Photovoltaic cells used to make solar panels for home installations and solar street light installations support renewable energy harness. They are sustainable solutions as the sun is an inexhaustible supply of energy. Plus, it doesn’t need fossil fuels such as petroleum, coal, and natural gas for input.
Compared with other renewable energy sources, solar PV systems are the most favorable as they provide clean energy. They also create very minimal obstructions in the environment, compared with hydroelectric plants, nuclear and wind power plants.
3. Eliminate Monthly Electric Bills
Whether it’s a rooftop solar for your building or house or solar-powered street lighting applications, you can entirely cut electricity bills! That is, if you opt for off-grid solar systems. If maintained, your PV panel can live for up to 20-25 years, so expect free electricity for a long time.
4. Economical and Easy to Maintain
The solar panel is designed with a sleek surface to help slide off snow during winter seasons. But once in a while, you have to relieve the panel’s surface from snow or dust if there are. You may also contact cleaning companies offering cleaning services for solar panels and its equipment.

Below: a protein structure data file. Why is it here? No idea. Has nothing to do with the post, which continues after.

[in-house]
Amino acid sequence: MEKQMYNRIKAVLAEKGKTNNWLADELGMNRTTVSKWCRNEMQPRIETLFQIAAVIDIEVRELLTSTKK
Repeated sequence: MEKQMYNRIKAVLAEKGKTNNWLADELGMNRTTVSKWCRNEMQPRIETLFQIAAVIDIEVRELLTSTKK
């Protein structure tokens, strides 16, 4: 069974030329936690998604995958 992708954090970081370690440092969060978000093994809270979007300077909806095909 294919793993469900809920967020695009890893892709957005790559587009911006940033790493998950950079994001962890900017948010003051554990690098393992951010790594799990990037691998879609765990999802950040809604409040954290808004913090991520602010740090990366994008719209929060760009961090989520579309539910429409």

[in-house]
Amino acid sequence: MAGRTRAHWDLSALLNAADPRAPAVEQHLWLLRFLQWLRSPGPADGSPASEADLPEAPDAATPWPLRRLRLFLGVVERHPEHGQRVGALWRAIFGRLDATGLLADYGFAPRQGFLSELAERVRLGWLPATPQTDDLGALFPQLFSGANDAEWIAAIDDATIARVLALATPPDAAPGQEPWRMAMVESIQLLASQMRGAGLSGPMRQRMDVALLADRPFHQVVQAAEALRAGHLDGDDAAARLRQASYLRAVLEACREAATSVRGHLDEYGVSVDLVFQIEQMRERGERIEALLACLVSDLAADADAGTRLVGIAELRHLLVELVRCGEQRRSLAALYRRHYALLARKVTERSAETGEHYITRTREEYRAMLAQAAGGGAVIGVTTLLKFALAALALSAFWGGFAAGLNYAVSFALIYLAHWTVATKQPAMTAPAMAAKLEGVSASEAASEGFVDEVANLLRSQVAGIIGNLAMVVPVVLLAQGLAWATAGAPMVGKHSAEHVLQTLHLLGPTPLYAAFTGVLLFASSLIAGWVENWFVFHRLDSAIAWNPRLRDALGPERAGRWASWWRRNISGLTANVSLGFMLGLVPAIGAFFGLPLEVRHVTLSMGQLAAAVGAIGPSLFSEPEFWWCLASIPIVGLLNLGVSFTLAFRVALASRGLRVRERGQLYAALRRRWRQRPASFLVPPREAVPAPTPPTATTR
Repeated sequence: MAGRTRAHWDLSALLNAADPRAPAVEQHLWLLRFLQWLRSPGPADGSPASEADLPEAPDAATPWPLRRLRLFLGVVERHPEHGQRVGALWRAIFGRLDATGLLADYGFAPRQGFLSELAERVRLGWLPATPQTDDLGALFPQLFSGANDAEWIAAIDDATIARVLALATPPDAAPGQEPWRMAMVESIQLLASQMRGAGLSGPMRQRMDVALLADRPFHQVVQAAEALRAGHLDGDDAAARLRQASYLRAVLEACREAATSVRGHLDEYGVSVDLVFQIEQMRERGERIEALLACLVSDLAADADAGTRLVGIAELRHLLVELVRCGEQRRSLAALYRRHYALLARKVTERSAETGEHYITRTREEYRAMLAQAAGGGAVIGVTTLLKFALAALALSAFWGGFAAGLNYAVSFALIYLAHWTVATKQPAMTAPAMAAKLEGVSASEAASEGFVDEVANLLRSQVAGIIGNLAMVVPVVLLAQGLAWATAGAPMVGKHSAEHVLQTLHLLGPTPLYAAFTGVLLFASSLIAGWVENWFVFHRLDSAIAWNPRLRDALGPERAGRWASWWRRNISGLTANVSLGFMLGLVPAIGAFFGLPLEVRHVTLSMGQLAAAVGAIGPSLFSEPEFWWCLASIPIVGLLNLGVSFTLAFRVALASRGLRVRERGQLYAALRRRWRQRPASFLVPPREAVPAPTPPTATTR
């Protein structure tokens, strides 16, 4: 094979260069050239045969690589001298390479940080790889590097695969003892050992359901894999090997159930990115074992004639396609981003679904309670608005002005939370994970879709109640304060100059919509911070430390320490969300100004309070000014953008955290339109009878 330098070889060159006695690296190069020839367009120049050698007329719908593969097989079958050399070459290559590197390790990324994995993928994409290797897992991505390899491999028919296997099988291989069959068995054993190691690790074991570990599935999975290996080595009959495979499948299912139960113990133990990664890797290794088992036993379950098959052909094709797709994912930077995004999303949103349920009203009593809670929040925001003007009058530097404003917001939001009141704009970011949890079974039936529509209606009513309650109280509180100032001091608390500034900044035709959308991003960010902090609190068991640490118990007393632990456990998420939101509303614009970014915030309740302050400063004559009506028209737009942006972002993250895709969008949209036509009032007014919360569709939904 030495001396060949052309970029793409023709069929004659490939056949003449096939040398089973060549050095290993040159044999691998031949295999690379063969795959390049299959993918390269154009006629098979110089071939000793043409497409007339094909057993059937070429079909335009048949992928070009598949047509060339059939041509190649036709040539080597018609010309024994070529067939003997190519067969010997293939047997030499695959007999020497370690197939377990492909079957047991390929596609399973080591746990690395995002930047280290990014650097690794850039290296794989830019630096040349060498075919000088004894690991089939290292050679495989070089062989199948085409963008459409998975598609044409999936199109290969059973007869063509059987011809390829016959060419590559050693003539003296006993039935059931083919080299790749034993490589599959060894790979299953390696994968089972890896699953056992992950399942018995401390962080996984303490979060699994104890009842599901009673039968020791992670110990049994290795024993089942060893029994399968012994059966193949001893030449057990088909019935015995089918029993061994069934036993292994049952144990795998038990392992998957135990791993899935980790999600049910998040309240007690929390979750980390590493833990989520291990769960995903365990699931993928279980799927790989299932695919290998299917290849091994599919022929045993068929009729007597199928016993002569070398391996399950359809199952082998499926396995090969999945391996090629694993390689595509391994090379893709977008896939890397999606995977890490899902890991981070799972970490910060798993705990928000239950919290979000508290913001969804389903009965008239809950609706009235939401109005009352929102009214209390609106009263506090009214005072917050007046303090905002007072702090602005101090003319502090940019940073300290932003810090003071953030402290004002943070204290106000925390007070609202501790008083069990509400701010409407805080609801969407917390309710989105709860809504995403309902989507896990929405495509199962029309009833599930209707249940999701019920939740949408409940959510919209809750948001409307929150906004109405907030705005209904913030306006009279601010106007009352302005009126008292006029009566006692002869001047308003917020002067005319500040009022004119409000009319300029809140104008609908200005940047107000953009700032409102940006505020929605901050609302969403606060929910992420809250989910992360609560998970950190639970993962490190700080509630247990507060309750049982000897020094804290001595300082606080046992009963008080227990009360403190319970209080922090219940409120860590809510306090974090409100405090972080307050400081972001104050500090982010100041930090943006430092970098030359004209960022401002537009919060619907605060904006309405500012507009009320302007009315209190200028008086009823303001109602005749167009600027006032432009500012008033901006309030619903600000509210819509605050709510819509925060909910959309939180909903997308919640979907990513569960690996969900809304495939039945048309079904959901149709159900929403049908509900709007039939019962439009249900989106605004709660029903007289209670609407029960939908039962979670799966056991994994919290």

Since solar energy systems are stationary and there are no motors or generators or any other moving parts, it’s less likely to experience damage.
Also, solar panels have a long-term warranty of 20-30 years. Their lifespans may stretch to 35 years depending on quality. That means, you would only need to know the lifespan of associated solar parts like the inverter and battery.
For the inverter having a life of 5-10 years, it has to be replaced at least twice over the life of your panels. Batteries live longer depending on which type you use, but it usually stays for 10-15 years. So this means it would also have to be replaced 2 to 3 times over the panels life.
5. Enjoy Tax incentives
The government gives tax incentives for those who want to install solar panel systems in their houses. This is to back up the initial costs, which can be intimidating for an individual solar energy user.
6. Earn Extra Cash on the Side
To encourage citizens to resort to solar PV systems, the government has paved a way to earn while contributing energy to the grid. With the Net Metering Credits and SREC Credits, the utility company will put money in your pockets for your energy contribution.